Hartleroad was kind enough to take some time to help us start our new feature, “Five Questions With:”.

Toby Hartleroad, otherwise known as Tobias Heartthrob

Toby Hartleroad, otherwise known as Tobias Heartthrob

1.  Artists can take on any subject, but you chose music.  What was it about music that drew you with such fervor?

I was exposed to music at a really early age. I can remember listening to the Doors, Pink Floyd and Blind Melon when I was around 3 or 4. It just always seemed so beautiful to me. It was so natural.

2.  You guys started your band and have cultivated your band while keeping a homebase in Columbus, MS.  Now, I think you’d be the first to agree that Columbus isn’t exactly a “hotspot” for artists.  What has that experience been like?

It’s been interesting. I think a big lesson we’ve learned is just to make the best of your situation. I mean we were lucky enough to have some cool places to play around the area as well as some really great musicians that were raised around here. Our record was recorded by a guy from West Point, MS. If we weren’t playing around here, we never would’ve heard of this guy.

3.  You’re a clever lyricist, especially for your age.  I listen to your record and I keep coming back to lines like “emotion sickness and it’s bringing me down”.  There are lots of layers and textures in your words that make the songs consistently interesting.  Talk about the writing process and where some of that comes from.

Haha. I never get to talk about lyrics. Some of our songs are nearly 2 years old at this point. I wrote a lot of them as I was battling that stereotypical teenage depression thing. So a lot of them are really sad. The newer ones are quite a bit more upbeat. I think the new ones definitely show a sense of maturity. I mean, I used to write only about myself. Now I’m able to write about other people and things. It’s a different approach. But I’m happy with it.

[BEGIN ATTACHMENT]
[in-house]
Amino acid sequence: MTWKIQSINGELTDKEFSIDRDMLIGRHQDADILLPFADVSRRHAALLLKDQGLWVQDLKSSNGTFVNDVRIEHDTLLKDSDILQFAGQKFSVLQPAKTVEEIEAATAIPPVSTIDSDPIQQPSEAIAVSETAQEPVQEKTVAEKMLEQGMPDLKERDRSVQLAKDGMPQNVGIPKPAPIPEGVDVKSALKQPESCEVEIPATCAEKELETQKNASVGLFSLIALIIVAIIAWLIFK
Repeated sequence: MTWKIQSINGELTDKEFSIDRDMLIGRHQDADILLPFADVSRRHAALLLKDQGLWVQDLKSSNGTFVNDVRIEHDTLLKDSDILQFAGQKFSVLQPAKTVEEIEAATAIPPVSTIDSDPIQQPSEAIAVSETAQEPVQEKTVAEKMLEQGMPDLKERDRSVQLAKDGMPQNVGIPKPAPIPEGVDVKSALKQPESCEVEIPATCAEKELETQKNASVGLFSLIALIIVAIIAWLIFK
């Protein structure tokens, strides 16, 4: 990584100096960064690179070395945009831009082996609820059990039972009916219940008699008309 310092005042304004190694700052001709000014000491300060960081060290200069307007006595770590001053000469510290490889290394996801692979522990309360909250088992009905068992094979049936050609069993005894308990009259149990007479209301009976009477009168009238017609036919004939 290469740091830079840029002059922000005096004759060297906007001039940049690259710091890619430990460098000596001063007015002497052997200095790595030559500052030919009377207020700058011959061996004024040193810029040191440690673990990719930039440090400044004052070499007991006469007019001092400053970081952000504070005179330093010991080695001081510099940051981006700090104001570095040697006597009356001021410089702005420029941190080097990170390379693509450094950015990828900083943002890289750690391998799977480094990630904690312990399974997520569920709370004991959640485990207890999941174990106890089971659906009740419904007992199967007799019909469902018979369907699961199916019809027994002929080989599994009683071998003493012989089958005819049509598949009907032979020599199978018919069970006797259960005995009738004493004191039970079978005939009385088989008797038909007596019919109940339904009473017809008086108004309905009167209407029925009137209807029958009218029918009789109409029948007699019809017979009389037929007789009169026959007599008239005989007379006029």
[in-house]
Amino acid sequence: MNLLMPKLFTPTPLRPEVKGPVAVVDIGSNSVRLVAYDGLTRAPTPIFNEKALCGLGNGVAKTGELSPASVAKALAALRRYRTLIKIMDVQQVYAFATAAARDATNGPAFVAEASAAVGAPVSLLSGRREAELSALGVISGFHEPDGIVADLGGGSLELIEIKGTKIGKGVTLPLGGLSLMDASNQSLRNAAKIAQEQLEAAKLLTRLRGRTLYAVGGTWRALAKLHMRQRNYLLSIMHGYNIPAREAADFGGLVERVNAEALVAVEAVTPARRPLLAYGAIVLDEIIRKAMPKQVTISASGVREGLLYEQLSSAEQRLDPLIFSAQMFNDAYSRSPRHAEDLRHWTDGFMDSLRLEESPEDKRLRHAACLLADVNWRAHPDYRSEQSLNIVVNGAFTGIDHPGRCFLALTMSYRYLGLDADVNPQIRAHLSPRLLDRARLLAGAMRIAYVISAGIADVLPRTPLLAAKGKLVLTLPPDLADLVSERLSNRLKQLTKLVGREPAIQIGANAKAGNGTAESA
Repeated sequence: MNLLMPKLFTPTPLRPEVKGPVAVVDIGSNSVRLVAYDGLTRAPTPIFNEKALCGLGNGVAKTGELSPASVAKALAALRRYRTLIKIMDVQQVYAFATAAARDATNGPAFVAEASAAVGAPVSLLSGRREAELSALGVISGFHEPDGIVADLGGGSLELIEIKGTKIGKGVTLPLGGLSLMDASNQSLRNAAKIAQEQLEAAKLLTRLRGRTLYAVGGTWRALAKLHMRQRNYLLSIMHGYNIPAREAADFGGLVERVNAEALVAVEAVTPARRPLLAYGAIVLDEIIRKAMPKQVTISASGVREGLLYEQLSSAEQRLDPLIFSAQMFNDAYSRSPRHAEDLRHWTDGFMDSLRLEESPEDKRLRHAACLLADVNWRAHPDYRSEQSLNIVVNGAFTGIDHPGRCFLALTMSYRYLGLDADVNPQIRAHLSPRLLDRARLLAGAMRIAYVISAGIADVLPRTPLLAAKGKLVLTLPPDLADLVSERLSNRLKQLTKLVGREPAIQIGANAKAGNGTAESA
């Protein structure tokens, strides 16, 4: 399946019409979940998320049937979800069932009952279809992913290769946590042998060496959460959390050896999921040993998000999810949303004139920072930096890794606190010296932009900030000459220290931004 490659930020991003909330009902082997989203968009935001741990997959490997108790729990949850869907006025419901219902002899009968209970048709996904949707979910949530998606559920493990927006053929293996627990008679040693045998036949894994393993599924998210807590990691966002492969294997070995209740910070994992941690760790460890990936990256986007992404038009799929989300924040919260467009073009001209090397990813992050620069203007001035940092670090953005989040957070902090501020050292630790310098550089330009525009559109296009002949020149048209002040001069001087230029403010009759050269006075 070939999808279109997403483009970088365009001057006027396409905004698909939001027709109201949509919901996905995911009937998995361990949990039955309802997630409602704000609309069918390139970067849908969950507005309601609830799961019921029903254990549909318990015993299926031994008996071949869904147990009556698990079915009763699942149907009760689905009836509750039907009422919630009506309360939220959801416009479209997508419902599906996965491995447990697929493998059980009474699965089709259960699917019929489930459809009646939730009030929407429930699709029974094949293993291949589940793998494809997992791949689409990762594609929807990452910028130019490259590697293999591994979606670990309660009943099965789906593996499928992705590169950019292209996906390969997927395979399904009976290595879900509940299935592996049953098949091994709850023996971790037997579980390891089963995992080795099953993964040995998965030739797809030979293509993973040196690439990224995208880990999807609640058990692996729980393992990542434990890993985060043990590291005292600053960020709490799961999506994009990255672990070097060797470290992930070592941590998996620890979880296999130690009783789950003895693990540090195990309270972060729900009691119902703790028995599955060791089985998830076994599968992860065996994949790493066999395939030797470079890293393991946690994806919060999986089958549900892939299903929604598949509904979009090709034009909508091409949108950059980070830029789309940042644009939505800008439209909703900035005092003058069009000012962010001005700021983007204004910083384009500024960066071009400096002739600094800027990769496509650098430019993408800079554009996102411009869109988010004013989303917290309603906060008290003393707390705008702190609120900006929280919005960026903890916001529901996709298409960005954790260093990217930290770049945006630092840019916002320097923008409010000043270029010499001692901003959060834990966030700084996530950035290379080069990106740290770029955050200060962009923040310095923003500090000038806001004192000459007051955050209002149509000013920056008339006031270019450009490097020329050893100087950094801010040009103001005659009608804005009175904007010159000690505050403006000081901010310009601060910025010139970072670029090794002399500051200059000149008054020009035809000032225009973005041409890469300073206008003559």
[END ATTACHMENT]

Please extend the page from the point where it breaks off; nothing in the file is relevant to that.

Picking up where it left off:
4.  A lot of people may not know this, but you are related to your drummer and your bassist.  The band started out as just you, Max (drums) and Miles (bass).  Tell us a bit about what it’s like making your art with family.

The family thing is really great. We have more chemistry than anyone I’ve seen. We know exactly what each other is doing. We share a very similar vision with what we want our music to sound like. So it keeps the arguments to a minimum. I mean, I don’t want to say we never argue, because we do, it’s just not very regular and usually not about petty things.

5.  One of the things we are always going to do at the end of this is give the artist a chance to recommend an album or band that may not be at the “top of the foodchain”, so to speak.  What is something you are listening to now that you’d recommend to our readers?

Ummmm. I think everyone should hear a record by Nick Cave & The Bad Seeds. My personal favorite at the moment is “The Boatman’s Call.” So if you haven’t listened to it, go do yourself a favor and pick it up.

The Motions will play Saturday night at The Depot.

Filed under: Five Questions, Show Preview

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About Us

15th Street Dinah is a blog primarily about music coming to and coming from the Tuscaloosa, AL area. From time to time, we might veer off course...but for the most part, that's our thing.

We're named in honor of the great Dinah Washington, Tuscaloosa native and "Queen of the Blues".